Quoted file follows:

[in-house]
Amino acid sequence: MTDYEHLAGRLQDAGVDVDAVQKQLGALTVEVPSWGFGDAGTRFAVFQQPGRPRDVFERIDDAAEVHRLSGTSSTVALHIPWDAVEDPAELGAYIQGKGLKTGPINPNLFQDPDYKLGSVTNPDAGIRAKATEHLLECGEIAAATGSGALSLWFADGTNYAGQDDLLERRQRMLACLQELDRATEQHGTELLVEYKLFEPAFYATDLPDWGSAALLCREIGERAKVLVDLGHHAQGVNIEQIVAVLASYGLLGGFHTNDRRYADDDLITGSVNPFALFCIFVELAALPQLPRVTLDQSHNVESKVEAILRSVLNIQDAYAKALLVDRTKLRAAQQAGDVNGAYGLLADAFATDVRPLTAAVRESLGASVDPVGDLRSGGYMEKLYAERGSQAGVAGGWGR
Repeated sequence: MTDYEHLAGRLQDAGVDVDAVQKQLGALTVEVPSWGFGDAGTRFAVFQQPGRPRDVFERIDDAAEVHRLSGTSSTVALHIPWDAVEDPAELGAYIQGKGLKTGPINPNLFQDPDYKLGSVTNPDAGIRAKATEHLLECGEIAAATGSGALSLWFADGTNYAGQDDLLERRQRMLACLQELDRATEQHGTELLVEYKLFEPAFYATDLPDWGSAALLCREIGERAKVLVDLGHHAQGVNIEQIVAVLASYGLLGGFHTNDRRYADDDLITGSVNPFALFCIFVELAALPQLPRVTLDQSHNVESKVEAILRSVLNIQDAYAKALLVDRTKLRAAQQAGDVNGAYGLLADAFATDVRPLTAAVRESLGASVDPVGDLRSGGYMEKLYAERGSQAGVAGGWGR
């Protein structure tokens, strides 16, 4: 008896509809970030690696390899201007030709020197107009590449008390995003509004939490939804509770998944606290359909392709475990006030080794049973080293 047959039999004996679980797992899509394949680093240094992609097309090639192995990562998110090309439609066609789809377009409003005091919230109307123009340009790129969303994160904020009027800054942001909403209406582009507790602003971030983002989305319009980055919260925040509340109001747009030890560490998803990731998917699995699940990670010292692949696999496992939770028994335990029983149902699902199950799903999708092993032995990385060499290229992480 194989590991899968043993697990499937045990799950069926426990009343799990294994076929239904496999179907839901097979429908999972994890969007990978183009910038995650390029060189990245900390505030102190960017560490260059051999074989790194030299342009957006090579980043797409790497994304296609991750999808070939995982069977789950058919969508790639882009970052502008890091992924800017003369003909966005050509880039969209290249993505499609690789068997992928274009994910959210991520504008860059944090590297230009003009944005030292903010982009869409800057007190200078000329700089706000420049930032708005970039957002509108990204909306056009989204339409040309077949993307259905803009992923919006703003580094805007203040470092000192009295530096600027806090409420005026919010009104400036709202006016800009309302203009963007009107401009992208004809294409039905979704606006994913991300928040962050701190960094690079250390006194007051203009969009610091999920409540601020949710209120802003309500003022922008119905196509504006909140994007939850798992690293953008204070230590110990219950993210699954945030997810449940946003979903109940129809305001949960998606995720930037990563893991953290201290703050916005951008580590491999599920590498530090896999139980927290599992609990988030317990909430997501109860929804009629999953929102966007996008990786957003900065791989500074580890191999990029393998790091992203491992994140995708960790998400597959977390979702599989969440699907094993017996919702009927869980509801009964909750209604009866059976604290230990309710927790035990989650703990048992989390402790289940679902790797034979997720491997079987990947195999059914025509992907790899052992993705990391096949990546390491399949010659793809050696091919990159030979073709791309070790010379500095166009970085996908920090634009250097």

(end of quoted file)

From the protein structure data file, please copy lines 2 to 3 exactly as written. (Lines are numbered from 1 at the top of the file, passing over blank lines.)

Amino acid sequence: MTDYEHLAGRLQDAGVDVDAVQKQLGALTVEVPSWGFGDAGTRFAVFQQPGRPRDVFERIDDAAEVHRLSGTSSTVALHIPWDAVEDPAELGAYIQGKGLKTGPINPNLFQDPDYKLGSVTNPDAGIRAKATEHLLECGEIAAATGSGALSLWFADGTNYAGQDDLLERRQRMLACLQELDRATEQHGTELLVEYKLFEPAFYATDLPDWGSAALLCREIGERAKVLVDLGHHAQGVNIEQIVAVLASYGLLGGFHTNDRRYADDDLITGSVNPFALFCIFVELAALPQLPRVTLDQSHNVESKVEAILRSVLNIQDAYAKALLVDRTKLRAAQQAGDVNGAYGLLADAFATDVRPLTAAVRESLGASVDPVGDLRSGGYMEKLYAERGSQAGVAGGWGR
Repeated sequence: MTDYEHLAGRLQDAGVDVDAVQKQLGALTVEVPSWGFGDAGTRFAVFQQPGRPRDVFERIDDAAEVHRLSGTSSTVALHIPWDAVEDPAELGAYIQGKGLKTGPINPNLFQDPDYKLGSVTNPDAGIRAKATEHLLECGEIAAATGSGALSLWFADGTNYAGQDDLLERRQRMLACLQELDRATEQHGTELLVEYKLFEPAFYATDLPDWGSAALLCREIGERAKVLVDLGHHAQGVNIEQIVAVLASYGLLGGFHTNDRRYADDDLITGSVNPFALFCIFVELAALPQLPRVTLDQSHNVESKVEAILRSVLNIQDAYAKALLVDRTKLRAAQQAGDVNGAYGLLADAFATDVRPLTAAVRESLGASVDPVGDLRSGGYMEKLYAERGSQAGVAGGWGR